Just like people, no two sets of glasses are exactly the same. The lenses are customized to their wearer in an effort to make the vision correction as successful as possible.

There are several options when it comes to lenses, but two of the most popular are the bifocal and the progressive lenses. But what exactly is the difference between them?

Let’s take a look.

Exploring the Differences Between Bifocal and Progressive Lenses

Bifocal Lenses

As the name suggests, bifocal lenses are able to correct two vision problems.

Traditional bifocal lenses are essentially split in half. The bottom part of the lens has the near prescription, allowing for reading, knitting, or anything else that requires close sight. These activities require you to look down, therefore you are looking through the lower part of your lens.

The top half of the lens will therefore have the far prescription, allowing you to see objects further away.

the young man holds glasses with diopter lenses and looks through them, the problem of myopia

Some bifocals, however, will differ in their placement of the prescription. If you have an occupation or hobby that requires you to look up a lot, like an electrician, you may opt to have a variation in your bifocals. In this case, the far prescription will be in the middle of the lens, with the near prescription on the top and the bottom.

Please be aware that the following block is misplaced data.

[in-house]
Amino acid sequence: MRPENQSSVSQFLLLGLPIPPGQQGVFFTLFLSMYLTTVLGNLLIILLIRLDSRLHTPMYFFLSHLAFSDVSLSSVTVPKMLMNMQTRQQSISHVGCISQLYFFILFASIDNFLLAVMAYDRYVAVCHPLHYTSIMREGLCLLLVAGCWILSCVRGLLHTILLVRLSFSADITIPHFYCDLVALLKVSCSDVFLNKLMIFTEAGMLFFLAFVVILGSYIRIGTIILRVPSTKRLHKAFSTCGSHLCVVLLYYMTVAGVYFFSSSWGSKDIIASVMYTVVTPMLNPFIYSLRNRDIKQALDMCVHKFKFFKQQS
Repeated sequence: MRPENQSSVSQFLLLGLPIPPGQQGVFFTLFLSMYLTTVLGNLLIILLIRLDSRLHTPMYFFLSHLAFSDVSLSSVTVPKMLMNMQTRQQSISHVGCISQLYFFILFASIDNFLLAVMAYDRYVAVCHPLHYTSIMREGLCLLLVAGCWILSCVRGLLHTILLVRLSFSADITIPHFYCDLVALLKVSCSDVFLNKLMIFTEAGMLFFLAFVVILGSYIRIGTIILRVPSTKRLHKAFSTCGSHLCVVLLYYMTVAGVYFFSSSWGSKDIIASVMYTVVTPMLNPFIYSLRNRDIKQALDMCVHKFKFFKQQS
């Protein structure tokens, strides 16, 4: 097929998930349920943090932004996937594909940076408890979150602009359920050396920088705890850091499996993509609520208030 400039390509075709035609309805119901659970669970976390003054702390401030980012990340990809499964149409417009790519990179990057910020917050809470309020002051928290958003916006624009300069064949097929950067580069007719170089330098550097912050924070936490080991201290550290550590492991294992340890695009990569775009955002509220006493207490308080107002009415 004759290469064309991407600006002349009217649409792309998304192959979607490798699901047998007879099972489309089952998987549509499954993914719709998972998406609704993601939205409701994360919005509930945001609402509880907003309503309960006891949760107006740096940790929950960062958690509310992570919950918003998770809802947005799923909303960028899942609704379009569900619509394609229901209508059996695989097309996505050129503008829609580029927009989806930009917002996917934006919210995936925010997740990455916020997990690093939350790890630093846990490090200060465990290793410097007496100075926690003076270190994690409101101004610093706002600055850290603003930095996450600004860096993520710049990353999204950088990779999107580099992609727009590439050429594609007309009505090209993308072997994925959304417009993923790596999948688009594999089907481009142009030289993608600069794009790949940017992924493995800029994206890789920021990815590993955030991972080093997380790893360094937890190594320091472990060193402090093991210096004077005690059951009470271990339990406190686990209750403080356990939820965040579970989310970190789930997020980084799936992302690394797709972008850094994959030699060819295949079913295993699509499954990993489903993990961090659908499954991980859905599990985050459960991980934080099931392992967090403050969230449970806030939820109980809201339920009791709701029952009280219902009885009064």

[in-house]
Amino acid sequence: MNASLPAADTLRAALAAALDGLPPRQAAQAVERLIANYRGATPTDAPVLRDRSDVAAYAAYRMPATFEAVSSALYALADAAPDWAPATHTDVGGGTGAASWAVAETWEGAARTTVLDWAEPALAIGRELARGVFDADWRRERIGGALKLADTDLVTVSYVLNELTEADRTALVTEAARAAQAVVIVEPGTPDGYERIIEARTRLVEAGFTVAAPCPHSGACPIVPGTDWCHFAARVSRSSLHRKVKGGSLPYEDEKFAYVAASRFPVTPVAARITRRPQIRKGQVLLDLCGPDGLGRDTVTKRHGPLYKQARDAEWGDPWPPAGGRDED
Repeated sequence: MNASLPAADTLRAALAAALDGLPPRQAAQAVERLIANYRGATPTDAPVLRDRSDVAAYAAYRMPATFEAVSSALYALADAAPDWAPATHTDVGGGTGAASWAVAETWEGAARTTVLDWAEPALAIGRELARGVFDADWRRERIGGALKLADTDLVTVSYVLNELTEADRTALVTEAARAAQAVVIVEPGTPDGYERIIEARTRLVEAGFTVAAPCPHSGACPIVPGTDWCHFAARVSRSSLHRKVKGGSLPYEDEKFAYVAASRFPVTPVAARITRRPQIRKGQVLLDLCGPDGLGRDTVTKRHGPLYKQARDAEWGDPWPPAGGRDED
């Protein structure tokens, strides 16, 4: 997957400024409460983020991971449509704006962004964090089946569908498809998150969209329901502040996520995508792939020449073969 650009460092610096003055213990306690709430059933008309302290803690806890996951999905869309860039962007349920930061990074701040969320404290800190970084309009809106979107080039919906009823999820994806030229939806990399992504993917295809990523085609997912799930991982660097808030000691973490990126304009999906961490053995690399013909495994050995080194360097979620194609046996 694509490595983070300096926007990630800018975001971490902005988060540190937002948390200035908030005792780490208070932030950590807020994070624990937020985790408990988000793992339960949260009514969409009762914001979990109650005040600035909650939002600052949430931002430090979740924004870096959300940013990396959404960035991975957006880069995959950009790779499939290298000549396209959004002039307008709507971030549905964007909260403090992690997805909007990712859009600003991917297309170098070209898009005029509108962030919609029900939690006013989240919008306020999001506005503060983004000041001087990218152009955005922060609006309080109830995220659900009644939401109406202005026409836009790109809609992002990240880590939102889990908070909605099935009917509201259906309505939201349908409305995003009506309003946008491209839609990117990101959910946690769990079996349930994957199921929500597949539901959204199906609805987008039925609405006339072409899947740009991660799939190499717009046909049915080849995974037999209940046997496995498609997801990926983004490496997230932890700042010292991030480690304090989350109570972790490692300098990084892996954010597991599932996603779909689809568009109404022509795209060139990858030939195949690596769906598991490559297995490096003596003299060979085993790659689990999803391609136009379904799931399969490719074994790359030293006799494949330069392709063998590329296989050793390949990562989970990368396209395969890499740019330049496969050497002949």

Progressive Lenses

While bifocal lenses only have two levels of vision correction, progressives are able to consider more.

There are generally three sections in progressive lenses: near, middle-ground, and far prescriptions. However, there is less of a distinction between these three prescriptions than there are in bifocals.

Since bifocals only have two elements (near and far), there will be a more defined line between the two prescriptions. Of course, your eyes adjust to this and soon will not notice.

However, progressives have the unique feature of blending the prescriptions into each other. Therefore, the spaces between the far prescription and the near prescription remain in focus and allow the wearer to see relatively close objects clearly.

Progressives do take a little longer to adjust to, as you need to train your eyes on where to look through the lens. You may find yourself feeling unwell if you try to read a book through the far prescription section of the lens. However, once you’ve adapted, progressives are good for any scenario, and you won’t have to worry about changing glasses based on the activity.

Ultimately, every set of eyes is different, so don’t hesitate to speak with your optometrist and explore which style of lens is best suited for you!